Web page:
18 Apr The YouTubers logging off social media
The new breed of social media influencers spend hours online each day to maintain their income via their social media channels. The digital world has brought them fame and fortune so surely they’re not complaining about the same negative side effects as the rest of us? Yet, just in the last few weeks, several high-profile YouTubers such as Yes Theory and Emma Chamberlain have made videos of their digital detox efforts, all showing their followers the positive impacts that stepping away from your screen can have.
Yes Theory is a group of young men, currently with 3.5 million subscribers, who have created a brand revolving around the phrase ‘seek discomfort’. One of the founding members, Thomas Bragg, recently took a break from social media for 30 days, inspired by Professor Cal Newport, who we recently had on our podcast. In the video, Bragg deletes all of his social media and creates a morning routine to take the place of the hours of time he previously spent online.
Digital detox with Emma Chamberlain
Emma Chamberlain is a younger YouTuber, who at 17 currently has 7.4 million subscribers. Her video was inspired by a joking comment from her parents but she took it to heart and experimented with a day without her phone. Although the tone of the video is comic it does raise the issue she finds of having to be alone with one’s thoughts and struggling to find things to do. She also discusses the problems of doing without some of the useful functions of her phone such as maps!
Chamberlain is a digital-native, unable to recall a time without computers and social media and it’s interesting that despite this she acknowledges the many positives of a digital detox and suggests at the end of the video that she’s going to start to put her phone in a box once a week.
Ashley spoke about the positives of switching off such as being more aware of her thoughts and emotions instead of distracting herself. She recommends taking a break from your phone and is implementing restrictions such as turning off notifications and being more liberal with the ‘airplane mode’ switch!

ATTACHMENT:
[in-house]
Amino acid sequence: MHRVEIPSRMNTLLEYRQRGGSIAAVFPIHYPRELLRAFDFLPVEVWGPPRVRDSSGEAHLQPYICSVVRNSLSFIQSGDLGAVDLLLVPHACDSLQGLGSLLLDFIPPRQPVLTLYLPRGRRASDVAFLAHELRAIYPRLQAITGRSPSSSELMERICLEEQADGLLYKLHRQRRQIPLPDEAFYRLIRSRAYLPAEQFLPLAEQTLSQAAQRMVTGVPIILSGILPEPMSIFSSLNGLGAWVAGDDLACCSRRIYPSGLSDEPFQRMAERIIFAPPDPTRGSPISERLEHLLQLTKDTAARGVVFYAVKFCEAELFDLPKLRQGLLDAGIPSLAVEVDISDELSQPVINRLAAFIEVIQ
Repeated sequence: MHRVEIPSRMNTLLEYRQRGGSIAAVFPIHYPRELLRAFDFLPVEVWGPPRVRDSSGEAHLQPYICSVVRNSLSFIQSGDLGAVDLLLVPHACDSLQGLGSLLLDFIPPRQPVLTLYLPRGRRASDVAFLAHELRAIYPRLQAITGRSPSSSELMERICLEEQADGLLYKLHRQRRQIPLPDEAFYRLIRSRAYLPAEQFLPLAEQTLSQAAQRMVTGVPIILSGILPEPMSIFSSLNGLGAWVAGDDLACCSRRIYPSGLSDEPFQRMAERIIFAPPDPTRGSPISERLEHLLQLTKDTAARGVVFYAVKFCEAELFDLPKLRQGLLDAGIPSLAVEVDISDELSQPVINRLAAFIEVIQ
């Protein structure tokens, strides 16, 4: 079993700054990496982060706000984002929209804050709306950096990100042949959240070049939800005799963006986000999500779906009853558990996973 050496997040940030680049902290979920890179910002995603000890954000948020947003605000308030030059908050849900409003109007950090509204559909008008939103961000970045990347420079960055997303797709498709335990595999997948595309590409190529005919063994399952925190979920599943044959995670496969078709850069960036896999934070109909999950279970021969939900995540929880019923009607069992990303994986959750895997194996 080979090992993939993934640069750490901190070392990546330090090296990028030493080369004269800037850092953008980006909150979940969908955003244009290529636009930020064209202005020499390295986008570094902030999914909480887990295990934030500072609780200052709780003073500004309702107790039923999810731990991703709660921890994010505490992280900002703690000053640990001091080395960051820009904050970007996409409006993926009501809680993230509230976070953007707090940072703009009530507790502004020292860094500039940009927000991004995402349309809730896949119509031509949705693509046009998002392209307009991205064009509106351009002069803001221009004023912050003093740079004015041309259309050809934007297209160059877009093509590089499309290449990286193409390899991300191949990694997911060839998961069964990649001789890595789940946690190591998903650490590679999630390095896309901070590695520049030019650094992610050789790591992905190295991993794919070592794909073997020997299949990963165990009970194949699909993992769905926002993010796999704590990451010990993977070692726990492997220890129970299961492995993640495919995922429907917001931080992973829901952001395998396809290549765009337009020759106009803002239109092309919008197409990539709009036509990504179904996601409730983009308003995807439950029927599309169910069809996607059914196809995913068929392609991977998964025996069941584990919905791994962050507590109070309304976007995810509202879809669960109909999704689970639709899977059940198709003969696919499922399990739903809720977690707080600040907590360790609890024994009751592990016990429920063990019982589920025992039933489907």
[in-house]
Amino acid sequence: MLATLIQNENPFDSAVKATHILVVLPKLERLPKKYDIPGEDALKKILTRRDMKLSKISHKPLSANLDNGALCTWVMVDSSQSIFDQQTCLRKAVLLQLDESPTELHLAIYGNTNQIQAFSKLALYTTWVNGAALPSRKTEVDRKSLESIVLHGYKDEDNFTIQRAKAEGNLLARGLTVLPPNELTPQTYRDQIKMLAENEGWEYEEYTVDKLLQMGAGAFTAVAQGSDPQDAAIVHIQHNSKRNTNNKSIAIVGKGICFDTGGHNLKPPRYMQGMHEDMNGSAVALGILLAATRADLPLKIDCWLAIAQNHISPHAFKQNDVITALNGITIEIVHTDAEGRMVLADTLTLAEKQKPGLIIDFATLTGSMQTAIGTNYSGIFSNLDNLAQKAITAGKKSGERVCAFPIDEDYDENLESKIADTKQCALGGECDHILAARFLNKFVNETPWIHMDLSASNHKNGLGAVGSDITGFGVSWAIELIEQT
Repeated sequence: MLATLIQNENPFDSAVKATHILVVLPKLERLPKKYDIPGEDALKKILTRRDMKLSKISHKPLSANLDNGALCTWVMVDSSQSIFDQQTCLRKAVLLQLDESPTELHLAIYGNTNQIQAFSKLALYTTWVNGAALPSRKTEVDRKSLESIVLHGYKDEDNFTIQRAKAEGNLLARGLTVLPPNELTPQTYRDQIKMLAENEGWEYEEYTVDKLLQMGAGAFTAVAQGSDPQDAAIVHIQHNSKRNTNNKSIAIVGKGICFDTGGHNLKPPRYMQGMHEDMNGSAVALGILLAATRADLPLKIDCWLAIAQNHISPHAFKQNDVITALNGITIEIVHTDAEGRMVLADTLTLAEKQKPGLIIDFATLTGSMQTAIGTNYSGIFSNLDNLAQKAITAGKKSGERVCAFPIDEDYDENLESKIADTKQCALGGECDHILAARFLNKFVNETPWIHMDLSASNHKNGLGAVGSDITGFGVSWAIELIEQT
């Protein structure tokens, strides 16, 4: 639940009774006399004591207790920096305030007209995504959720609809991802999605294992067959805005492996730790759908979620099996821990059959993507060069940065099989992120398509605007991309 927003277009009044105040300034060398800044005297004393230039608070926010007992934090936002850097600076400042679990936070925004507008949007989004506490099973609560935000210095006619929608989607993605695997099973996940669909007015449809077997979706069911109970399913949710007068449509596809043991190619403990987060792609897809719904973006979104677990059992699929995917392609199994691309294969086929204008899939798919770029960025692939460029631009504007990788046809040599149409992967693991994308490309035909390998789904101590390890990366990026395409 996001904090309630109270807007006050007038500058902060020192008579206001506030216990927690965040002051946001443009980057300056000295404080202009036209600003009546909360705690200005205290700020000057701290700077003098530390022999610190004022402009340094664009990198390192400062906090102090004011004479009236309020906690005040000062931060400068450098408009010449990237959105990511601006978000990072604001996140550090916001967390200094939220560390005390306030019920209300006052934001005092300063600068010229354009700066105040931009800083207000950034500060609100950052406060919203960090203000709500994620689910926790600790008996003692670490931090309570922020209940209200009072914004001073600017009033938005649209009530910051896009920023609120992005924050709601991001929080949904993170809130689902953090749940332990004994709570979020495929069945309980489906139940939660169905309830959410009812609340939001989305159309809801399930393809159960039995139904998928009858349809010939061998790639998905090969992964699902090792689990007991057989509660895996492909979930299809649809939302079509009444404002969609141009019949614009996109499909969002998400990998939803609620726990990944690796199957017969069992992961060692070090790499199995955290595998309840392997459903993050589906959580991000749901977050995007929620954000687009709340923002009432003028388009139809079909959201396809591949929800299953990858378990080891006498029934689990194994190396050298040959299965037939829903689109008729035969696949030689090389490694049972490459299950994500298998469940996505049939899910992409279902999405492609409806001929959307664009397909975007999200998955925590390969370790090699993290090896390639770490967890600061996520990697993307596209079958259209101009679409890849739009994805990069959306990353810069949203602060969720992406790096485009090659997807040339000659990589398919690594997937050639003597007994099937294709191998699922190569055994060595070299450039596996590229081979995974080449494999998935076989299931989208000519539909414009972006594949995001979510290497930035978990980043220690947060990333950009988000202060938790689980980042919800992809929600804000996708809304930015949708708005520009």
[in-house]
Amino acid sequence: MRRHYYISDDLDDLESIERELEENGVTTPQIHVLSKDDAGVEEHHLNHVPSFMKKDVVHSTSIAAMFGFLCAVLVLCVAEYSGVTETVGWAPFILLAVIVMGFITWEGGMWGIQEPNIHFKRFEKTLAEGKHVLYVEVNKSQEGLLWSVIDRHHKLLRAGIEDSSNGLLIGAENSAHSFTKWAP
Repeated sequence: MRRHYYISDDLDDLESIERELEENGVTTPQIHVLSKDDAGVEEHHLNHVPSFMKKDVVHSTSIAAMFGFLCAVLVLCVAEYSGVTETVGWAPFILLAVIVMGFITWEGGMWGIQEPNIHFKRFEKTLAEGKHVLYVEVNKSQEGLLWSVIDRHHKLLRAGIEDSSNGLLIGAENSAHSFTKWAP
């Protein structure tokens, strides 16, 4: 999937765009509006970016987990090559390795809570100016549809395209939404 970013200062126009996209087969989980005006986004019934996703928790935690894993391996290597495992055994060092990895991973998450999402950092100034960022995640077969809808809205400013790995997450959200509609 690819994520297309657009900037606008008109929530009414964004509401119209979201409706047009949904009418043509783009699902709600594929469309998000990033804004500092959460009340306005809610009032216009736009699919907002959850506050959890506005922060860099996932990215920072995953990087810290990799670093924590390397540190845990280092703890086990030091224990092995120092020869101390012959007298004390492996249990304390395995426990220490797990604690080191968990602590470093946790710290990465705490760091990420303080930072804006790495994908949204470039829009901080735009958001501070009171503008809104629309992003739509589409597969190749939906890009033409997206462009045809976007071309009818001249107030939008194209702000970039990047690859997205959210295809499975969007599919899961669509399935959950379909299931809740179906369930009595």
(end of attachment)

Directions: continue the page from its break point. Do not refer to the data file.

Hannah Witton is another YouTuber who has tried a digital detox in the past, in her case for a week. Witton, who has 530K subscribers, turned off her phone in order to enjoy a holiday without it.
Like the others, she said that it was very relaxing but found there are many benefits to her phone, such as Google Maps! Witton also highlights the difficulty of staying ‘switched-off’ when her career is entirely based on social media, an issue she also discussed with us on our podcast.
Finally, the last YouTuber who has been emphasising the importance of a digital detox is Sky, a YouTuber specialising in health and wellness. Over the last two years, she has posted three videos about digital detox and its importance, including how to do one. The most recent being a vlog of her experience living in a phone-free community for a weekend:
Sky attended a weekend by ‘Brick’ an organisation that runs getaways and evenings-out for those who do not want their lives to be controlled by their phone, in California. Many people, like those who come on our retreats, found they weren’t that enthusiastic about having their phones back at the end of the retreat and instead wanted to be without them for longer.
All of these young creators work and earn a living on social media and yet each in their own way in the last fortnight has had a digital detox to escape from the digital world. Each YouTuber came up with a way to limit their screen-time and each video posted received thousands if not millions of views, Chamberlain’s currently sits at 6.2 million views. Is this evidence of the interest that even digital natives have in the importance of a digital detox and an indication of how pressing the need to disconnect has become?